Thursday, June 25, 2009


One of the local libraries recently held a book sale, which I attended late on a Saturday afternoon. Even though my hopes of finding an interesting book were slim after the morning crowds, I found a parking space and went inside.

The long tables were lined with rows of modern romance and common fiction, neither of which interested me. All the memoirs, crafting, and books on rural skills were gone, so I looked through the books from the 20’s – 50’s on the table by the front door. There were books about Grant and Lee, Shakespeare’s plays and other literary works, none of which would fill my needs for summer reading. I casually picked up a small red book lettered “1943” on its spine. It was a diary written in small, precise penmanship. I put it back and circled the room, looking at the music CDs this time.

Once again I found my way to the front table and picked up “1943”. Once again I set it back. I checked one more table just in case I missed something but nothing struck my fancy. On my way toward the door I walked over and picked up “1943”. This time I noticed “1944” nearby. I decided that if no one had purchased these during the early rush of the book sale, then they must be there for me. I purchased them and drove home.

After settling myself into a comfortable chair, I thought I’d read a few pages and perhaps catch forty winks. However, once I became accustomed to the early cursive style, I found myself riveted to the story unfolding before me.

The narrative is unique because it was written by a sixteen-year-old boy. In January he cross-country skis with his best friend, carries firewood for an elderly neighbor-woman, sings in a church choir, and gets excellent grades in school. In one entry he mentioned rationing and having only enough fuel oil to last until the next day. That’s when it all clicked – 1943 – The War! He does not dwell on it at length in any particular entry, but I can see how life was affected by it. He attends school assemblies which address civilian preparedness and he watches some military movies at the cinema. There are a few air raids during this year and he helps his mother plant a Victory Garden.

Here are some entries:

Sunday, February 14
When I awoke this morning every thing was coated with snow. It hung from all the trees and bushes and so I took a lot of pictures. I shot 4 rolls. Went to church and sang in the choir. After church I came home and developed two rolls. Then after a roast beef dinner I went skiing with Doug over in back of Parkers. It was good. I developed two more rolls and then went to Young Peoples. After young peoples we played ping pong. We had Mrs. Plumb to visit. Only enough oil left for tomorrow. Temp now 6°. Clear

Monday, February 15
It was -15° this morning and I had to wait 15 minutes for the bus. It was cold at school too and an icy wind was blowing. There was no gym. Pupils had frostbitten ears this morning. In the afternoon (-1°) I spent my time doing homework down by the fire. In the evening Dad and I played rummy. We each won a game. He stayed in on account of the cold and we are going to bed early. Nothing else particularly happened. Just cold!

He writes for college catalogs and wants to attend Harvard. Since his name is written inside the front of the book, I was able to do some research and discovered that he did attend Harvard, became a successful lawyer in this area, and passed away earlier this year.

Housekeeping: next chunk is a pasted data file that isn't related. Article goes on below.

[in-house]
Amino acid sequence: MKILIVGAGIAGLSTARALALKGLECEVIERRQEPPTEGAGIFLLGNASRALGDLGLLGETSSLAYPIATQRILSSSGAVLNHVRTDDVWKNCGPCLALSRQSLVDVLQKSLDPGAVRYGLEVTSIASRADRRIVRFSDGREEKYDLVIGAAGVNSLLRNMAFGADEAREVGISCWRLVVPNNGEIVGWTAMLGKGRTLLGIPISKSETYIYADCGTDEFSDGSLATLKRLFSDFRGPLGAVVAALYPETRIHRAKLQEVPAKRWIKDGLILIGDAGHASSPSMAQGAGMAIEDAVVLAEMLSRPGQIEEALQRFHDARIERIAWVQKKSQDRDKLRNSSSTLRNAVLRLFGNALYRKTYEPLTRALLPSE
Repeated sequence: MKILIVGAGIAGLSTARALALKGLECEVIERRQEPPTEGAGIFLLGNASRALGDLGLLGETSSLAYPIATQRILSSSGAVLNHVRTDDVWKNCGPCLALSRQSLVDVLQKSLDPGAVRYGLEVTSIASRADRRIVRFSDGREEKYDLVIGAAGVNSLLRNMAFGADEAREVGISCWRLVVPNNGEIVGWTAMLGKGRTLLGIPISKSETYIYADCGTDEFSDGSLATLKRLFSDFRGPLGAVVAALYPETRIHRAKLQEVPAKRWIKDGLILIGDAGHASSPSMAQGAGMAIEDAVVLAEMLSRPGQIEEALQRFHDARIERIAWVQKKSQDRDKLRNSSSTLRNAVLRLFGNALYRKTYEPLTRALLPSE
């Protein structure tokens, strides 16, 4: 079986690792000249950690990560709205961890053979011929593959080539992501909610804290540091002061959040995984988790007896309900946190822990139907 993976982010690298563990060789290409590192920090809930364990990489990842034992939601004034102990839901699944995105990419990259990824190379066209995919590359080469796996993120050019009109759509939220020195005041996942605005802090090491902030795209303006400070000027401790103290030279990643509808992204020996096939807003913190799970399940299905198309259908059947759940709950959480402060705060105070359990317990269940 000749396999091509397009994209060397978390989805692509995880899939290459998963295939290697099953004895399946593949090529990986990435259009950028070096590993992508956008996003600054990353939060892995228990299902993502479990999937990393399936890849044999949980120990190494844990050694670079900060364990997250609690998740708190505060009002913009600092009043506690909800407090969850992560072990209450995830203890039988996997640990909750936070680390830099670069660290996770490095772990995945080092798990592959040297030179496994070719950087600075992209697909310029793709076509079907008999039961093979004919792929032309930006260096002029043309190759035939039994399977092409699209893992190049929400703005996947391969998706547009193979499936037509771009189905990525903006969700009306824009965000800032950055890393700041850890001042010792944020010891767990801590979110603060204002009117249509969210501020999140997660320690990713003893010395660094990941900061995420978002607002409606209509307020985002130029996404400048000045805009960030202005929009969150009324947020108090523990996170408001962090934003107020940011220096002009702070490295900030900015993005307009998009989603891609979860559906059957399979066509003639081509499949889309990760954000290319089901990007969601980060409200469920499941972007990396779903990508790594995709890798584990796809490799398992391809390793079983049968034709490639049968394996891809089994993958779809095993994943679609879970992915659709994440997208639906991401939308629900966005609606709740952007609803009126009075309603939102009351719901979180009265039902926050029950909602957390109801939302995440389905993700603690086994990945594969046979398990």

Coincidentally, this past Sunday I came across a Collier’s Year Book for 1943 at a second hand store. This book is filled with information about what was going on in the world at that time.

I am hoping to find out much more by making this my project for the winter. A trip to the Historical Society will be on my agenda, to peruse town maps and school records. If I’m lucky I may be able to find a class picture.

Wednesday, June 24, 2009

No change!

I was actually excited to find the electric bill in today's mail however upon opening it my happy face turned down. The billing cycle ran from 5/22 through 6/21 and my usage averaged 4 kwh per day, which was the same as my usage during the previous billing period.

Please keep in mind that I unplugged the television on June 1st. Before that it was plugged into a power cord which was turned off when the TV was not in use. (I wrote about my power consumption in a previous post.)

Conclusion: Even though this was not a money-saving measure, I've actually been happier by reading and listening to the radio rather than sitting in front of the tube. I keep up with the news online. I don't feel deprived so it's staying unplugged for now.

Tuesday, June 23, 2009

That's Pepe le Pew, JUNIOR, thank you!

This little guy (and I do mean LITTLE!) was near our back decks at the condo this afternoon around 6pm. My understanding was that skunks are nocturnal, so is he out because it's been overcast today? Or maybe his mom hasn't taught him to tell time yet? Does his mom even know he's out wandering on his own?
I hope I don't meet up with him (or any of his family) by surprise......

Thursday, June 18, 2009

A Different Set of Numbers

Money; it comes and goes

While condo living certainly has its downfalls, the utility bills are definitely sweet. I took out all my past bills for natural gas, water, and electric usage. These are my monthly averages for the past year:

  • Natural gas: 31 CCF per month

  • Water: less than 2 hundred cu ft per month

  • Electric: 147 kwh per month

The breakdown of my conservative measures are as follows:

  • Natural gas: I have a split furnace - heat and a/c. Heat is set around 68 in winter when I am home and awake, 64 when I'm asleep or out. I don't use the air conditioning in summer, just fans. I live in southern New England, so winters do get cold and summers can get hot and humid.

  • Water: 2 trips to laundromat each month, using 1 small machine each trip. I hand-wash lightly soiled clothing nightly. I try to take 3 minute showers, or will turn water off while soaping up then on to rinse off, and shampoo daily.